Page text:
Placebo Effect: Or rather, nocebo effect. In one issue, the Scarecrow claims on television that he's infected all of Gotham with fear toxin. Mass panic ensues even though he only really gassed the people in the building he was broadcasting from, and doesn't stop until Batman gets his confession on camera.
Going Straight:Framing Device where Batman investigates Roxy Rocket, a criminal escape artist that Batman was sure was reformed, but who seems to have come back to crime. Roxy claims to be framed and demands to Clear My Name.
Revenge: Much like Batman, one issues shows how Joe Chill also obsesses over the deaths of Thomas and Martha Wayne. Not learning their identities until later, Chill spends the rest of his life living in utter terror of someone as rich and powerful as Bruce Wayne taking bloody vengeance on him for killing his parents, to the point where he starts hallucinating Bruce Wayne appearing everywhere. Ultimately, when Batman is unmasked while trying to rescue Chill, who's dangling from a balcony railing, the latter freaks out and falls to his death. Bruce is left utterly baffled as to what just happened, as he hadn't recognized Chill.
In Gotham Adventures #10, Harley Quinn checks into a hotel under the pseudonym Elise Archer.
Small Name, Big Ego: In the very first issue, the Penguin asks his henchmen to share a new word they have learned ("because being a criminal doesn't mean being dumb"). This patronizing attitude backfires on him because the Penguin doesn't know what a word means, so he lies to them and makes it up. One of henchmen dared to complain... And in Batman Adventures Vol 2, a subplot for issues 1 to 13 was the Penguin winning Gotham’s election for Mayor... but Batman discovers that it was another revenge scheme by the Clock King to ruin (ex) Mayor Hill’s life. The Penguin really believed that the people liked him and had elected him (he actually came in sixth). Then we have this resignation speech:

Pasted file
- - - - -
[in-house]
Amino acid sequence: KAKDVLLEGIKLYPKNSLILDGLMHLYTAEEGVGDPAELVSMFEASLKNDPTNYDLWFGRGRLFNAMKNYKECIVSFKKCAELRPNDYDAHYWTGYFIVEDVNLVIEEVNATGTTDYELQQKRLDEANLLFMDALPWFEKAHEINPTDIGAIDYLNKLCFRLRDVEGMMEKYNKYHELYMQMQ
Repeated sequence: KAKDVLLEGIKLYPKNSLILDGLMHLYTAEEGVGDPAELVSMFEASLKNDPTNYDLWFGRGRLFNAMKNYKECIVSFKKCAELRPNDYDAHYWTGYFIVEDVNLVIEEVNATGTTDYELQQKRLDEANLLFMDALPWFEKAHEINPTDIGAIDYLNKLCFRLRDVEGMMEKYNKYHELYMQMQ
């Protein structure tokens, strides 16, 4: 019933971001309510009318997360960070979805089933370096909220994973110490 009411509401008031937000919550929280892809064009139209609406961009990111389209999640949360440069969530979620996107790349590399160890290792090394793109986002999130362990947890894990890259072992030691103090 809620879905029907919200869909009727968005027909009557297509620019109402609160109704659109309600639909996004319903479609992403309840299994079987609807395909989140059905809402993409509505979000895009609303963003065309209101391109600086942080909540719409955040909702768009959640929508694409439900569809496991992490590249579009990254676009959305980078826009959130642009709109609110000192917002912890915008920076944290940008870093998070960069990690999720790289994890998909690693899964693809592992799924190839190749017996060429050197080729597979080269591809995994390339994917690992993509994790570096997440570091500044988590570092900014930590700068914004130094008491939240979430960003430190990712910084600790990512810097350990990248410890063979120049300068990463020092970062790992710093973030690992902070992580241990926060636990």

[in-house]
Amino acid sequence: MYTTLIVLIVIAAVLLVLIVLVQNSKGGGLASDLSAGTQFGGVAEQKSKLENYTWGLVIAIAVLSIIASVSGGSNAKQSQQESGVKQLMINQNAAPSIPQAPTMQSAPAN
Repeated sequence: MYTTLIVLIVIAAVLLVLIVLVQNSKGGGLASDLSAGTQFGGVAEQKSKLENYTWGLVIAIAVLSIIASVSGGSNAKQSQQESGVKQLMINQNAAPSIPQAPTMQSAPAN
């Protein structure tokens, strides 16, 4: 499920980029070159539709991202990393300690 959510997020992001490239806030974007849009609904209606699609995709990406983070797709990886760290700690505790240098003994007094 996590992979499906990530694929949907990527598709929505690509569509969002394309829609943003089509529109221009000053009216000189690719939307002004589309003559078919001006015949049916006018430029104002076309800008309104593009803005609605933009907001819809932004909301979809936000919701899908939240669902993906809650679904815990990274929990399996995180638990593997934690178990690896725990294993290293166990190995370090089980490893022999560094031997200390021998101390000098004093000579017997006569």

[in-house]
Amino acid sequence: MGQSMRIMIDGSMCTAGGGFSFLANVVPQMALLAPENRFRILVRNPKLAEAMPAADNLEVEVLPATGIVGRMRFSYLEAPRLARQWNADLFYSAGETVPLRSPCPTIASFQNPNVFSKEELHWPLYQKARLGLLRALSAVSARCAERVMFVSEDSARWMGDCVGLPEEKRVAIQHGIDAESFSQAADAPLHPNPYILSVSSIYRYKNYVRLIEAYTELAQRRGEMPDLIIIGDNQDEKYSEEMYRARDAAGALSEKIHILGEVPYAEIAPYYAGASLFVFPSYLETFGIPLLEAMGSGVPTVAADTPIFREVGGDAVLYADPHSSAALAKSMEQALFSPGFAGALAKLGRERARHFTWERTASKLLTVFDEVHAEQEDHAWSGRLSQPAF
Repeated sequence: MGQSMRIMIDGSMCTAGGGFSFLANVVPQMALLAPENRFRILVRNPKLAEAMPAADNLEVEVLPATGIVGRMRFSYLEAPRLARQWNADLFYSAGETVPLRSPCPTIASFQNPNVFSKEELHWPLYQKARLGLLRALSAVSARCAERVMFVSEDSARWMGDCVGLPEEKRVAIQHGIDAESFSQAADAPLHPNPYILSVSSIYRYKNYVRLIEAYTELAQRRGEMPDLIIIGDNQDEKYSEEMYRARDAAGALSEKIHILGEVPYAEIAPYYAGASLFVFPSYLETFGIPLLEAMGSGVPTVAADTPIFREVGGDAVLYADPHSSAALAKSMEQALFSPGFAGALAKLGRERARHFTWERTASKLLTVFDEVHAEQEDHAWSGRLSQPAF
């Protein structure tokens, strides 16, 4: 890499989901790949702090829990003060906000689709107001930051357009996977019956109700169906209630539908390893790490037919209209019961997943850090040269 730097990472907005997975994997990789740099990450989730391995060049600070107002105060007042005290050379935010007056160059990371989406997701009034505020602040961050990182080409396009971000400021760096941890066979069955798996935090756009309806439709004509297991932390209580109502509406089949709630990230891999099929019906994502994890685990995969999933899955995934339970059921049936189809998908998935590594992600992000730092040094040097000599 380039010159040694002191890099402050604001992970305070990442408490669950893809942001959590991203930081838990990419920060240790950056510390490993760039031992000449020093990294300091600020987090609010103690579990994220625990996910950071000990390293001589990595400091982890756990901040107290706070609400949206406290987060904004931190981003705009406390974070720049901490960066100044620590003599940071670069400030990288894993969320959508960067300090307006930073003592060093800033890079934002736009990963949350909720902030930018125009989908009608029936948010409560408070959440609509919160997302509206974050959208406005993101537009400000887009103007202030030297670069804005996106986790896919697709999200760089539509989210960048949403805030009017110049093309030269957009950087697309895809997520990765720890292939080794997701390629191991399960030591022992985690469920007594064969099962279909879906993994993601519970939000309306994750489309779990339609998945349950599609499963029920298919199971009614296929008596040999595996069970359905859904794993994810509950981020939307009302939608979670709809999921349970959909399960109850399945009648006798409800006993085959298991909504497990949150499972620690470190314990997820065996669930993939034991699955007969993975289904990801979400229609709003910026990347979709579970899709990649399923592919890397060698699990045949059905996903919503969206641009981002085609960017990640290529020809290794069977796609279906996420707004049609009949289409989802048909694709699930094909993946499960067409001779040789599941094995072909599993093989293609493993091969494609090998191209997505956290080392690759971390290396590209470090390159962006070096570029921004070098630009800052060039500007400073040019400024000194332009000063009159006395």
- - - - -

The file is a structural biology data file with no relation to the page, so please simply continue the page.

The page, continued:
Something Completely Different: In their third appearance in the comic, the Mastermind, Mr. Nice, and the Professor get involved in a Zany Scheme to find a giant pearl that seems more like something out of a screwball comedy than an action-adventure comic book. Batman barely even appears!
Stupid Good: Hate to say it, but.... Bruce got suckered into teaming up with the sexy, sinister Taliatwice, only for her to betray him both times and side with her father, Ra's al-Ghul, in his latest plot to destroy the human race. (And keep in mind that he had already learned that Talia was willing - if not always eager - to do her father's bidding on an episode of the animated series.) Ra's even lampshaded this fact in the second of the two issues with "Is she not her father's daughter?"
Talking the Monster to Death: In The Batman Adventures #5, Robin manages to make the Scarecrow cry (and give him the antidote) by calling him Professor Crane and playing on his secret desire to teach again. He doesn't, however, manage to convince him to surrender, and the latter runs out the door and straight into Batman. Cut to Arkham, where a fuming Scarecrow refuses to answer to Crane.
Terrible Trio: The Threatening Three (Mr. Nice, Mastermind, and the Perfesser), a group of comical criminals (designed to resemble Archie Goodwin, Mike Carlin and Dennis O'Neil) who made at least one appearance per Adventures series until their final appearance in Gotham Adventures.
Three Act Structure: Used without shame; the original thirty issues or so of The Batman Adventures even had helpful little blurbs spelling out where each act starts and ends.
Til Murder Do Us Part: Played with in Batman Adventures #16, where the Joker starts reciprocating Harley Quinn's affections, and even proposes to her — just after she receives a letter informing her she's inherited a fortune. The twist is that the letter is a fake, which Harley sent herself; she's Genre Savvy enough to realise it will cause the Joker to marry and murder her, but crazy enough to believe that if she reveals the truth once they're married, he'll have no reason to murder her and they'll live happily ever after.
Amazingly, she's right. The Joker finds the whole deception romantic and agrees to marry her anyway. About as close as they ever get to Unholy Matrimony.
Time Skip: Between each incarnation of the book, perhaps most obviously with Batman Adventures, which establishes several changes to the status quo like the Penguin having been elected mayor and outlawed Batman.
Unknown Rival: Bruce never found out who killed his parents, so he doesn't understand why Joe Chill was scared enough to fall to his death when he accidentally unmasked Batman.